Skip to Main Content
Your organization might have access to this article on the publisher's site. To check, click on this link:http://dx.doi.org/+10.1063/1.2938844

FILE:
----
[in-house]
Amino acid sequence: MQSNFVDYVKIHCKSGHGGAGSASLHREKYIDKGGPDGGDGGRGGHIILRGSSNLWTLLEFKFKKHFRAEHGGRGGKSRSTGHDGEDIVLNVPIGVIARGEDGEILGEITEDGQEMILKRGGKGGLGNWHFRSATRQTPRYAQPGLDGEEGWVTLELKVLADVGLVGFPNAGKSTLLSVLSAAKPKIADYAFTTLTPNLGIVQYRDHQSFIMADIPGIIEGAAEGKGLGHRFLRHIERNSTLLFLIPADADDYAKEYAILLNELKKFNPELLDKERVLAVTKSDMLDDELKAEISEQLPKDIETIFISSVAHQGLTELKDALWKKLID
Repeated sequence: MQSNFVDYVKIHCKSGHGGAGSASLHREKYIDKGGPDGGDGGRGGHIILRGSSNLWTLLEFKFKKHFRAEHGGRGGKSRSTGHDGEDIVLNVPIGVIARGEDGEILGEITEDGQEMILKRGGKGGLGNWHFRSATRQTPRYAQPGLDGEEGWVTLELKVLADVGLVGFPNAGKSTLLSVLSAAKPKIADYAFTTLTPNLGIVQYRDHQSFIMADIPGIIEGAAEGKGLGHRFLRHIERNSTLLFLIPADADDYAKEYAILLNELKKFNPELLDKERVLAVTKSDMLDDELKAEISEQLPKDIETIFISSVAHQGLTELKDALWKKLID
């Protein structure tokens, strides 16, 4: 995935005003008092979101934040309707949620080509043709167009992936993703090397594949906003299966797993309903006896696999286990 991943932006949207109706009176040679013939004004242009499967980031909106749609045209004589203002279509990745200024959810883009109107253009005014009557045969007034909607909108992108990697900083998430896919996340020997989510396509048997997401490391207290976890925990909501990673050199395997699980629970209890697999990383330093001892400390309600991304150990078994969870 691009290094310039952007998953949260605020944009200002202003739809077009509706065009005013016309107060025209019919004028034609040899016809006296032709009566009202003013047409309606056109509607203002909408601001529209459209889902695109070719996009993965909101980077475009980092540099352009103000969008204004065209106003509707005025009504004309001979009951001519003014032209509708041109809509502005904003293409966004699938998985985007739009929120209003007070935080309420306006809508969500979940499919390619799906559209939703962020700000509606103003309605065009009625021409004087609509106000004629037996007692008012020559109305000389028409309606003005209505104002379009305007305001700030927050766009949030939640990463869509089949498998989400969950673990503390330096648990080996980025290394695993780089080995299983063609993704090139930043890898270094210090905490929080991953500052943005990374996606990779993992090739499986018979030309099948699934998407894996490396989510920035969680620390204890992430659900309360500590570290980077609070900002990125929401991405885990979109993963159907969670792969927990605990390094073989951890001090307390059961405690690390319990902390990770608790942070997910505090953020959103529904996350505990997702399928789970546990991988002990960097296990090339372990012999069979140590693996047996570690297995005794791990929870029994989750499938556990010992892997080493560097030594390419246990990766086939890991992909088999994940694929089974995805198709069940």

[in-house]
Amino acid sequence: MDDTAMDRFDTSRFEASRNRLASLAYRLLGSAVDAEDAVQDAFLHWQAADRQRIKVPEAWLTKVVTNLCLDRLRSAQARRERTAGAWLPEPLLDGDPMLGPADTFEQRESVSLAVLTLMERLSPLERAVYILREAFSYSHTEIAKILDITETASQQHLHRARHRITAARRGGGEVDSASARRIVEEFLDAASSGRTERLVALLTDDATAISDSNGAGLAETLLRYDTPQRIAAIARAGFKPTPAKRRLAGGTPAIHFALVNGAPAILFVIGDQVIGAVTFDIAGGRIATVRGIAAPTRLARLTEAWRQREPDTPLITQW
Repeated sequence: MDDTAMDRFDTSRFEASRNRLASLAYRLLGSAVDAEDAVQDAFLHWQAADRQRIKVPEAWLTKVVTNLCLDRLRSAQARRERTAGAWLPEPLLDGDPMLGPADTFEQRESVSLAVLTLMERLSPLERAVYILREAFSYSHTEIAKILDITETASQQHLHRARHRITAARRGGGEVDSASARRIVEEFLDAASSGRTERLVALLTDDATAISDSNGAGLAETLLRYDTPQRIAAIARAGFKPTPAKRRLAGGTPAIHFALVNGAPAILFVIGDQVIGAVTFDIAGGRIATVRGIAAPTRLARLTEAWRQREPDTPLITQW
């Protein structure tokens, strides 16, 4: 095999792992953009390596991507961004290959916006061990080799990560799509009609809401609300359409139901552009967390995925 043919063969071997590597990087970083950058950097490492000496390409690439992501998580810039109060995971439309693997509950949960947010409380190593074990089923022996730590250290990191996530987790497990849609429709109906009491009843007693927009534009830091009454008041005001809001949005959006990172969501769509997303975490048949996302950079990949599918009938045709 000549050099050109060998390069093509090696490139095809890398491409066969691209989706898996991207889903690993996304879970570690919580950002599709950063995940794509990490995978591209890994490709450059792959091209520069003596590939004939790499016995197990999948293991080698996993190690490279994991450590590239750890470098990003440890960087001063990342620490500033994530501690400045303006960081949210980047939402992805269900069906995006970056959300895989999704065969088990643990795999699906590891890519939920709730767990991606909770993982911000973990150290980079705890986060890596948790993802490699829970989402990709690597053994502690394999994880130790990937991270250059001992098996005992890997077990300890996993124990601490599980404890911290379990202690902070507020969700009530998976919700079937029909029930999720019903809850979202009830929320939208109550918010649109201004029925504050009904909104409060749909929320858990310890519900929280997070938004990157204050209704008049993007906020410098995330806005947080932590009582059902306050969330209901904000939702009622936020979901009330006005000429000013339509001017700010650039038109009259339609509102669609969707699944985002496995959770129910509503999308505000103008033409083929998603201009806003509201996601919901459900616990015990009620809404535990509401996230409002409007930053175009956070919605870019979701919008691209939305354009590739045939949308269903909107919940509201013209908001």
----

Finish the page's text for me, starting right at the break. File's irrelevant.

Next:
Dry sliding contact between metallic surfaces is often associated with high surface temperatures due to frictional heating and adhesive wear, resulting in high friction and severe surface damage. In the present research, the dependence of adhesive forces on temperature, for commercial low-alloyed steel, stainless steel, and pure titanium, was investigated in ultrahigh vacuum at elevated temperatures using atomic force microscopy. It was found that adhesive forces increased as the temperature increased. Room-temperature values of adhesive forces decreased in the order Ti, stainless steel, and low-alloyed steel, which agreed with the values of the electron work function measured by a Kelvin probe. The findings correlate well with results observed for the same materials using conventional macroscopic tribotesters.